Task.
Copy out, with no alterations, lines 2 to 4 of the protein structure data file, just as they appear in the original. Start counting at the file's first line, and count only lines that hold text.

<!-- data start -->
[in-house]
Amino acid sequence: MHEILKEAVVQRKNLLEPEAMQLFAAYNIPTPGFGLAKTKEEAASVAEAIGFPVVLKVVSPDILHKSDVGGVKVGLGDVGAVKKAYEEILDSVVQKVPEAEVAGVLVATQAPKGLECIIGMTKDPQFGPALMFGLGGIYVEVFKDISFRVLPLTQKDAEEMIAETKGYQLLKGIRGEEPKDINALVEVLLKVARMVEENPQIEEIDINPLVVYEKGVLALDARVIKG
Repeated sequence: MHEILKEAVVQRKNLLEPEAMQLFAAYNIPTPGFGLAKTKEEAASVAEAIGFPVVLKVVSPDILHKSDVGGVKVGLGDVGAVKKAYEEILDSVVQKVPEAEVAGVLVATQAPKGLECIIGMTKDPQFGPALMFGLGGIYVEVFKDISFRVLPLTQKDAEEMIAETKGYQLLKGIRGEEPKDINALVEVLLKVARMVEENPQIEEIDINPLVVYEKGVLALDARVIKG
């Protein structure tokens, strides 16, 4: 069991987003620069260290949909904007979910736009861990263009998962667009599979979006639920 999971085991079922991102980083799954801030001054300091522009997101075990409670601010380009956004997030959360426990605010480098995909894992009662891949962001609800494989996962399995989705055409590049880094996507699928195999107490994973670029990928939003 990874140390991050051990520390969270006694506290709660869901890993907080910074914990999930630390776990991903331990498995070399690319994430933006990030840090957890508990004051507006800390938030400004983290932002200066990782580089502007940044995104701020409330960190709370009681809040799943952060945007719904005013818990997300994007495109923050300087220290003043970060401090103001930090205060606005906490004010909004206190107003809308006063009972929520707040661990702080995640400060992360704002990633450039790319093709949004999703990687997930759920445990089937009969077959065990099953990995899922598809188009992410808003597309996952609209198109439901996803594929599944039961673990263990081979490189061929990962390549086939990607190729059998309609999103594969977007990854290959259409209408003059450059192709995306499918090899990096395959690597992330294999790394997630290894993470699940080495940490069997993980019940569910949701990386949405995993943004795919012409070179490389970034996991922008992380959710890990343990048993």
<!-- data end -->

Amino acid sequence: MHEILKEAVVQRKNLLEPEAMQLFAAYNIPTPGFGLAKTKEEAASVAEAIGFPVVLKVVSPDILHKSDVGGVKVGLGDVGAVKKAYEEILDSVVQKVPEAEVAGVLVATQAPKGLECIIGMTKDPQFGPALMFGLGGIYVEVFKDISFRVLPLTQKDAEEMIAETKGYQLLKGIRGEEPKDINALVEVLLKVARMVEENPQIEEIDINPLVVYEKGVLALDARVIKG
Repeated sequence: MHEILKEAVVQRKNLLEPEAMQLFAAYNIPTPGFGLAKTKEEAASVAEAIGFPVVLKVVSPDILHKSDVGGVKVGLGDVGAVKKAYEEILDSVVQKVPEAEVAGVLVATQAPKGLECIIGMTKDPQFGPALMFGLGGIYVEVFKDISFRVLPLTQKDAEEMIAETKGYQLLKGIRGEEPKDINALVEVLLKVARMVEENPQIEEIDINPLVVYEKGVLALDARVIKG
């Protein structure tokens, strides 16, 4: 069991987003620069260290949909904007979910736009861990263009998962667009599979979006639920 999971085991079922991102980083799954801030001054300091522009997101075990409670601010380009956004997030959360426990605010480098995909894992009662891949962001609800494989996962399995989705055409590049880094996507699928195999107490994973670029990928939003 990874140390991050051990520390969270006694506290709660869901890993907080910074914990999930630390776990991903331990498995070399690319994430933006990030840090957890508990004051507006800390938030400004983290932002200066990782580089502007940044995104701020409330960190709370009681809040799943952060945007719904005013818990997300994007495109923050300087220290003043970060401090103001930090205060606005906490004010909004206190107003809308006063009972929520707040661990702080995640400060992360704002990633450039790319093709949004999703990687997930759920445990089937009969077959065990099953990995899922598809188009992410808003597309996952609209198109439901996803594929599944039961673990263990081979490189061929990962390549086939990607190729059998309609999103594969977007990854290959259409209408003059450059192709995306499918090899990096395959690597992330294999790394997630290894993470699940080495940490069997993980019940569910949701990386949405995993943004795919012409070179490389970034996991922008992380959710890990343990048993």